It was hard not to notice the buzz that Wonder created. It was being discussed in classrooms, in the staff room, in the hallways, and certainly in the Library. From the beginning we decided that the content of the book was most appropriate for our junior and intermediate grades (4-8). We have all split grades in our school and didn't want to open it up for the 2/3 class when we had the grade twos in the 1/2 class to contend with. Fortunately Nan teaches these students in Art, and so she was able to introduce the theme of Wonder with more appropriate picture books and activities best suited for the primary students. The junior and intermediate teachers related the book to curriculum to the extent and manner to which they saw fit.  I was so impressed at some of the things the students would tell me  was happening in the classrooms.

As luck would have it, we were able to make contact with the singer/songwriter whose song Nan had played at our kick-off. Sacha is a talented musician who agreed to bring her anti-bullying message to our school and perform for us at a wrap-up concert. By the time she arrived, her song "Stix N Stones" had been played many times at our school. When you listen to the video below you can easily tell how well the students know the lyrics, and how happy they are to sing along.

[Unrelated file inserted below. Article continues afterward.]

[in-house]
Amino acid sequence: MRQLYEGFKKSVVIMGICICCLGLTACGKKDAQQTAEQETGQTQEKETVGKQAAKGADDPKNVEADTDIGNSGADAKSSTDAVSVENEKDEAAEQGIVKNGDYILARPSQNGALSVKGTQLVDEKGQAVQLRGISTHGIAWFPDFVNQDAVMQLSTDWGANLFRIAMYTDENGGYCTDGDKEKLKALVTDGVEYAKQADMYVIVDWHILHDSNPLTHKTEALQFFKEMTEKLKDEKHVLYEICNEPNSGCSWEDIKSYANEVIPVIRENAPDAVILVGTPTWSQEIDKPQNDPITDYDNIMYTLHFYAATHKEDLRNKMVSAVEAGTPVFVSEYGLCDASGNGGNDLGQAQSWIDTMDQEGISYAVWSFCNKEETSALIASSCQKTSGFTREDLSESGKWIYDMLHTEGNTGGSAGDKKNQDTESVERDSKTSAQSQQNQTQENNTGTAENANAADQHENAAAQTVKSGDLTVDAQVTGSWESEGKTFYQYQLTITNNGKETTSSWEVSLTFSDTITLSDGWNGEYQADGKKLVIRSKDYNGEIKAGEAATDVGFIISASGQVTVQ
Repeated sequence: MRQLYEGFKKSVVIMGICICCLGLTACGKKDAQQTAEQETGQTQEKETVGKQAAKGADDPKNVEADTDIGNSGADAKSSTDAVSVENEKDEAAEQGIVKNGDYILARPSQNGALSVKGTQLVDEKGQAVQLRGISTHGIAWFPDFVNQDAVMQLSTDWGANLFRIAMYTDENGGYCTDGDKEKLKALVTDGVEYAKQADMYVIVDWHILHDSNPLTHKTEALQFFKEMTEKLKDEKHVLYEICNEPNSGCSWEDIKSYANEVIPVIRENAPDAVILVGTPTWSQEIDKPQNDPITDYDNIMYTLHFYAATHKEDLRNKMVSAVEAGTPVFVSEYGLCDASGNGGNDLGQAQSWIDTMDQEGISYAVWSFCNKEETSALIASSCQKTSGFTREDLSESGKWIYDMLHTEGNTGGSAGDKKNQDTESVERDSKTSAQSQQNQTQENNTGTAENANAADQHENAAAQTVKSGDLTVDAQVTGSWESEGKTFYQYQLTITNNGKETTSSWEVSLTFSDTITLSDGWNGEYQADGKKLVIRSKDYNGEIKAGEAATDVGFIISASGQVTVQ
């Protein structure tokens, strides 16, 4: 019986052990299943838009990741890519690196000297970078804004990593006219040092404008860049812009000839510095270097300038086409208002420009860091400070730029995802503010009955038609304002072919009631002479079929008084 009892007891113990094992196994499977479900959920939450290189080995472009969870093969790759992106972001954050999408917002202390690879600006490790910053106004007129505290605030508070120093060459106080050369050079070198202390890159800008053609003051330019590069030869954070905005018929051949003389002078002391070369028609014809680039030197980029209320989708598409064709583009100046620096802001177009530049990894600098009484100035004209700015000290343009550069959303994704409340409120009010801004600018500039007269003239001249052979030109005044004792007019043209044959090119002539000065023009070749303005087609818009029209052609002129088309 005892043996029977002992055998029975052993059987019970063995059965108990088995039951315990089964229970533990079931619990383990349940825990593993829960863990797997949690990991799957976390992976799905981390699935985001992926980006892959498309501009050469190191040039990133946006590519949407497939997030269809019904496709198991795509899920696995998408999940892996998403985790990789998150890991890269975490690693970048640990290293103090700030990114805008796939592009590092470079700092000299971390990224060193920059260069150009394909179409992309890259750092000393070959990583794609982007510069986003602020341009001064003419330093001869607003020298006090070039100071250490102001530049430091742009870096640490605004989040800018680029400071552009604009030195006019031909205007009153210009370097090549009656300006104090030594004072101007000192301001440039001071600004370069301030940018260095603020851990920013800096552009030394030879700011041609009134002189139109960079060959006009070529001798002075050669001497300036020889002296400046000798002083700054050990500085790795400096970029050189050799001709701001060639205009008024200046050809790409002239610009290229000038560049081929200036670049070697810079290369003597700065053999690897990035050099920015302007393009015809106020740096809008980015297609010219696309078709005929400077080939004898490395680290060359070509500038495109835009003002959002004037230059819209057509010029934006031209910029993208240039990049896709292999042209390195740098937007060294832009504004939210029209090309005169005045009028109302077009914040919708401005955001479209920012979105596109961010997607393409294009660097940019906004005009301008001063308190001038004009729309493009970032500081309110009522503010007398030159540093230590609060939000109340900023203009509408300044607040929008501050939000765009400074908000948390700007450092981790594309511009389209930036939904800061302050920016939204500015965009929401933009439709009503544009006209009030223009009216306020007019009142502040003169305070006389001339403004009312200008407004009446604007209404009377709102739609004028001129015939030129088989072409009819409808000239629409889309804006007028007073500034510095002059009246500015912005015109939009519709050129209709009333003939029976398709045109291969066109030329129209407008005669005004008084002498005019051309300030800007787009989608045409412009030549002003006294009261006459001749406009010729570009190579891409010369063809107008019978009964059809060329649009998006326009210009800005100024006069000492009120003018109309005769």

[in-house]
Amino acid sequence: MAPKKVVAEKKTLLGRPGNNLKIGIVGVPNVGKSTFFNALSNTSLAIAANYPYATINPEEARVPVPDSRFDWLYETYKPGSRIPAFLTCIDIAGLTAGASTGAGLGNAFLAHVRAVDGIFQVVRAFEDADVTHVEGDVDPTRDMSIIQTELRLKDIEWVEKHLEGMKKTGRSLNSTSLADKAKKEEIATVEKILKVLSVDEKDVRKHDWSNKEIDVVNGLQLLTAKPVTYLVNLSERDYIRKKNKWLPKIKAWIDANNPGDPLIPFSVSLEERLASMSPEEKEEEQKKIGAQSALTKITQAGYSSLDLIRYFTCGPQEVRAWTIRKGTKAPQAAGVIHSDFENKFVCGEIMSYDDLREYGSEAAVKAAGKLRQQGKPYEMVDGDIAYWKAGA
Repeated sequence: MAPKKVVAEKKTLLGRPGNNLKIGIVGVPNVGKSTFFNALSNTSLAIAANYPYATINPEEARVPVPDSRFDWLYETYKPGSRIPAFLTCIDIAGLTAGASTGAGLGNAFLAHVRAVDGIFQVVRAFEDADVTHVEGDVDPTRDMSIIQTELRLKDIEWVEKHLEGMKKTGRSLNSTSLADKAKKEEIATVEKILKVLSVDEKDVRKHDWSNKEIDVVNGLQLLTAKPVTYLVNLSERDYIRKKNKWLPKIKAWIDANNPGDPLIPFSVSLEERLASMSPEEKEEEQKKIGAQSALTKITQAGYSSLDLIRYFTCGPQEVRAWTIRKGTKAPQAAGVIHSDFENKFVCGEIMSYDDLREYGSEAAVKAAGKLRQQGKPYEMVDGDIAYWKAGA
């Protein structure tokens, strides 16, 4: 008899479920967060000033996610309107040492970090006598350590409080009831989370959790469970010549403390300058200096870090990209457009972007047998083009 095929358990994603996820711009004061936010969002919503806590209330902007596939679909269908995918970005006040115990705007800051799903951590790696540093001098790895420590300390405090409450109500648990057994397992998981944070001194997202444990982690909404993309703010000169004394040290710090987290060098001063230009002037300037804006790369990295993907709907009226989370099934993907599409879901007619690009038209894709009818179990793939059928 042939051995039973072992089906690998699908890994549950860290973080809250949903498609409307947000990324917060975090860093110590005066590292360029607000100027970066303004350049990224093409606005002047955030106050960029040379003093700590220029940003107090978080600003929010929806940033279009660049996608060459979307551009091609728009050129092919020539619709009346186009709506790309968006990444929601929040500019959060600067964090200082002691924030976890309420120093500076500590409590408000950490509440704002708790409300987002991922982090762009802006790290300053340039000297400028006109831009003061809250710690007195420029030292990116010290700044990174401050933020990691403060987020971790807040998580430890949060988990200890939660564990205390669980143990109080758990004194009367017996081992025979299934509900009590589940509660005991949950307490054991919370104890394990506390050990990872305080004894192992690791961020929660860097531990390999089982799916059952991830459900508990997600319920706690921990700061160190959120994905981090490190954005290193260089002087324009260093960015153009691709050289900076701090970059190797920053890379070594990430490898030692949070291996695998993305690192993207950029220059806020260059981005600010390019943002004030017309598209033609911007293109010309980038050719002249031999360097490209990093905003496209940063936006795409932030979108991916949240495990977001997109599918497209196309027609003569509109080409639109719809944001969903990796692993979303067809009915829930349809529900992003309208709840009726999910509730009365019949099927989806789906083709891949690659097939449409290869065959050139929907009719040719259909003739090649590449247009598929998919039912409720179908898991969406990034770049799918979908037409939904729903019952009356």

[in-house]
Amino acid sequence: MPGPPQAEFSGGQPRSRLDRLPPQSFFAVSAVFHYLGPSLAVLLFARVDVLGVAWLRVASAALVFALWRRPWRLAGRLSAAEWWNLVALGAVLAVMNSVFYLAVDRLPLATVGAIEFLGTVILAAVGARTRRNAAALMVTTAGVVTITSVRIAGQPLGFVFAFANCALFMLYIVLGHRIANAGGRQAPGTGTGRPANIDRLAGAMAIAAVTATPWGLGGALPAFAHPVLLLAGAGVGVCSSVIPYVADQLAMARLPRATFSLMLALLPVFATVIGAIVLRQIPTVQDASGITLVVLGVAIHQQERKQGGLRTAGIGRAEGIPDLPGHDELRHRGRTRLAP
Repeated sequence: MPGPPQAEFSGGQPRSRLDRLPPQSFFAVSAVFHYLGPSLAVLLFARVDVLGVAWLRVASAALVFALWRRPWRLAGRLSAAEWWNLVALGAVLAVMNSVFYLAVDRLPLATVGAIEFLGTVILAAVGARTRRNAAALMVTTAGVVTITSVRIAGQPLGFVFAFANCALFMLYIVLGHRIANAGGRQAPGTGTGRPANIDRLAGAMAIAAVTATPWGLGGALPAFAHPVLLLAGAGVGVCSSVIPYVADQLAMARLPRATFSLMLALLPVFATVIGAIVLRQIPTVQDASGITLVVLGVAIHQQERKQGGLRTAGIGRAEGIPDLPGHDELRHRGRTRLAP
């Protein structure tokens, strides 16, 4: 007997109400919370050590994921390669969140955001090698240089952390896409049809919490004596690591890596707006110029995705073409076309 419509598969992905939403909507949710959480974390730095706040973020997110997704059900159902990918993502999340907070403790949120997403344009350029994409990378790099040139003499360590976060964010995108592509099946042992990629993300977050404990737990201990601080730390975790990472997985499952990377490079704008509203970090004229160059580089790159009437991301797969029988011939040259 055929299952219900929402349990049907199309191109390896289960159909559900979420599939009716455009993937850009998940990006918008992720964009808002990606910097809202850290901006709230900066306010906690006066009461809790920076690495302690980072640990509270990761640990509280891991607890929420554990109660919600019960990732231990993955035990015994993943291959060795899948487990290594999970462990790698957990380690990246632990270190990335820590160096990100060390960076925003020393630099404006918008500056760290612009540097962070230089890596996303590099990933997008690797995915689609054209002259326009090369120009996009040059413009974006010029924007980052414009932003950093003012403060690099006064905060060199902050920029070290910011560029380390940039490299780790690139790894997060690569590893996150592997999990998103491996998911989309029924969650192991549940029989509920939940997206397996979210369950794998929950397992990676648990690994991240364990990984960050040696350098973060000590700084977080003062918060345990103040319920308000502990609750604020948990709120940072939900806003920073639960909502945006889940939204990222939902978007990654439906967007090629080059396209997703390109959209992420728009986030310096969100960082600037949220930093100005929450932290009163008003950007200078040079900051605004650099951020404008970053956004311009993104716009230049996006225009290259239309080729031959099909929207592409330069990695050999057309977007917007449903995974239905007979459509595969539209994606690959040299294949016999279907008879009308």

http://youtu.be/B9tULGgLBKQ

So hopefully we didn't raise the bar too high because now the hunt is on to find the next Wonder! If anyone reading out there can make a suggestion or two, I'm all ears!

Wednesday, March 20, 2013

The Word for Home


The title of this post happens to be the title of a book I am going to recommend for young readers who are looking for something different than the current offerings of dystopia or steampunk. It also happens to be the sentiment that best describes my relationship with the book’s setting, St. John’s, Newfoundland.